Minnesota catering pros offer tips for navigating the new world of tipping
Gavin Kaysen added a 21% hospitality fee in 2020 to the bill at Spoon and Stable, the upscale Minneapolis restaurant he owns and where he is a chef, to boost employee pay equity.
It includes an explanation and a pie chart showing, on average, where the costs go: 73% for the service team, 12% for cooks and other staff, and 15% for business expenses.
So far, award-winning chef James Beard’s servers aren’t giving up, and he’s only had occasional questions about abandoning the traditional practice of tipping 15% to 20%.
“What the hospitality fee does for us is it takes the control away from the guest,” Kaysen said. “I know that the 21% we received, we are able to distribute to our team.”
Suddenly, a new fee called a service or hospitality fee is slipping onto the check as restaurateurs look for ways to raise the pay of cooks and dishwashers, who often earn less than servers. Some facilities may charge a percentage for “welfare” to cover increased health care costs.
“When it comes to calculating your bill and tipping, it will take a little more math than before,” said Robin DiPietro, director of the School of Hospitality, Restaurant and Tourism Management. University of South Carolina.
These fees add a new complexity for diners. To help understand how to tip in this new environment, we turned to several hospitality industry insiders for their advice.
What is Minnesota’s tipping law?
One of the reasons some restaurants opt for a hospitality fee is that owners cannot legally ask servers to split their tips.
Under Minnesota law, a tip or gratuity is a transaction between the customer and the server. Servers can choose to pool tips for other staff, but that’s ultimately their decision.
A hospitality or service charge is a transaction between the customer and the restaurant, so the company has a say in how the money is directed, said Joe Schmitt, attorney for Nilan Johnson Lewis.
He has worked with more restaurants to implement hospitality fees as companies strive to share tips beyond the server.
“It dramatically reduces the pay disparity for everyone who contributed to the meal,” Schmitt said.
To make matters more confusing, guests can see that hospitality fees are not a gratuity under Minnesota law, but the intent of these fees by responsible owners is to split the money between staff. .
Could an owner pocket the money? It’s possible, but they’re unlikely to maintain servers in this competitive environment for workers.
“It’s this misguided notion that this hospitality fee goes straight into our pocket. I don’t get anything out of it,” Kaysen said. “It’s a way of sharing and distributing the money because it’s illegal for me to do that with tips. You can’t do that with tips as an owner.”
Do I have to tip in addition to the hospitality or service charge?
“Generally, I think the tip standard is 20%, but if the employer adds some, you can adjust accordingly,” DiPietro said. “But you have to be careful with the bill.”
If it’s unclear, she advises asking a manager how hospitality costs are split in case you want to leave more than that as a direct tip for your server.
Spoon and Stable offers explicit language on its invoice: “Should I tip? There is no provision for tipping in addition to the hospitality charge. The tip line is provided as an option to express appreciation for an exceptional experience.”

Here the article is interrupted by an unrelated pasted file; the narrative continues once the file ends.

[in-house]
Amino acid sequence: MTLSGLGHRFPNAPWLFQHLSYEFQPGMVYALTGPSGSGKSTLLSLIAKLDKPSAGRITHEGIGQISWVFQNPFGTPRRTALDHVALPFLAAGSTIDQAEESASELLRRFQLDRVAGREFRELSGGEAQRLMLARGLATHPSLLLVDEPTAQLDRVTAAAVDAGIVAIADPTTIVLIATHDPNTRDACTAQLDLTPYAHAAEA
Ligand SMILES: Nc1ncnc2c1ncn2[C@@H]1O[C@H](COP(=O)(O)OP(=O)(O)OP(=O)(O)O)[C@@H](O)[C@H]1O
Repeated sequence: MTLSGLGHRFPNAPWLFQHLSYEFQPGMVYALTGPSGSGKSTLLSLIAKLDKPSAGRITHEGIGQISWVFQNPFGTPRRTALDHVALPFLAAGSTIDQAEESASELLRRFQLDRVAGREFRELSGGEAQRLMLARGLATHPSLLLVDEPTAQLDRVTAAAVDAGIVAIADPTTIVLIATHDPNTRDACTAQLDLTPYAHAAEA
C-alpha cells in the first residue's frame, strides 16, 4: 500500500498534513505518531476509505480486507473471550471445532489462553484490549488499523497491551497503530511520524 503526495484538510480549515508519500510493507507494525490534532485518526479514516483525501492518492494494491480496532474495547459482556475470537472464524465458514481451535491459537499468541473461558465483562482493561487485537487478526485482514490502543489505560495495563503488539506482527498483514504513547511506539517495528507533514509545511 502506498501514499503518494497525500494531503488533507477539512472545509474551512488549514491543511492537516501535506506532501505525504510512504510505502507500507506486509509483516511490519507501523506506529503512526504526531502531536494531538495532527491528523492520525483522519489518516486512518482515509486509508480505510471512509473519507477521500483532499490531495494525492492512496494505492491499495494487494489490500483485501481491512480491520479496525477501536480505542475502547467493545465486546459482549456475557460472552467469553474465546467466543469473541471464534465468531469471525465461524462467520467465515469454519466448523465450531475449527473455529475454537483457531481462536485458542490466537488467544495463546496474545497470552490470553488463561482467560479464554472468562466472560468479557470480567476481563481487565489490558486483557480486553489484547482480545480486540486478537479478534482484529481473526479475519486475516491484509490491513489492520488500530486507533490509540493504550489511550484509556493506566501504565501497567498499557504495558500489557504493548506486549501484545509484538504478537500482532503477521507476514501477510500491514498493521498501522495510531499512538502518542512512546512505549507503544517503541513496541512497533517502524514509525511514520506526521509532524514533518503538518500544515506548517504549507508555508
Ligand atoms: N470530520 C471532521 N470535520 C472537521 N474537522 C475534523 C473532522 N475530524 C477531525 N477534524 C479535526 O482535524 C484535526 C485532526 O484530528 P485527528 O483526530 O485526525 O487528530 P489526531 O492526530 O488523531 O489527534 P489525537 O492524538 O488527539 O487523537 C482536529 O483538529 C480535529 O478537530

“If the service went beyond what you expected and you want to leave $10, $20, $30, just do it. That’s great. It goes straight to the server,” Kaysen said.
Patrick “Jocko” Tierney, a bartender and server at Manny’s Steakhouse for 25 years who lives on tips, considers the hospitality fee inconvenient for customers.
“You’re in a real dilemma because the server might say it’s not all up to them,” Tierney said. “I don’t think it’s fair for someone to say, ‘That’s not my tip’ when it’s added to the bill.”
What about wellness fees? How do you tip then?
Many restaurants that did not replace tipping added a wellness fee, sometimes labeled health benefits or health and wellness.
At Manny’s, Tierney sees some customers put off by the 5% wellness fee. He accepts that these fees sometimes have an impact on his tip. “If you think it’s too much and you tip 15%, then I eat the other 5%,” he said.
Parasole Restaurants, owner of Manny’s, Pittsburgh Blue, the Good Earth and Salut, instituted a wellness fee a few years ago to offset health care costs. The company increased fees during the pandemic as remediation spending increased.
But you won’t see a hospitality fee at Parasole’s restaurants. “I think it works well for new concepts, but the restaurants we have are mature brands,” said Donna Fahs, COO of Parasole.
Why don’t restaurants just offset the cost of doing business by charging more?
Many restaurants have hiked prices, but they say there’s still a long way to go, fearing customers will stop in for $50 burgers.
Landlords have faced unprecedented closures during the pandemic to meet skyrocketing costs. They are also struggling to win over workers even as base pay exceeds the $15 minimum wage in Minneapolis (for companies with more than 100 workers) and St. Paul.
“There’s no one in my restaurants making less than $15 an hour,” said Troy Reding, owner of Rock Elm Tavern in Plymouth and Maple Grove and Holman’s Table in St. Paul. “The minimum wage in this state is really irrelevant.”
Reding tried a fee-for-service model during the pandemic. In the end, he stopped service charges, reverted to traditional tipping, and added a 3% wellness fee.
“Employees were struggling with service charges because customers confronted them,” he said. “Quite simply, I got tired of fighting and we went back to the standard gratification situation here.”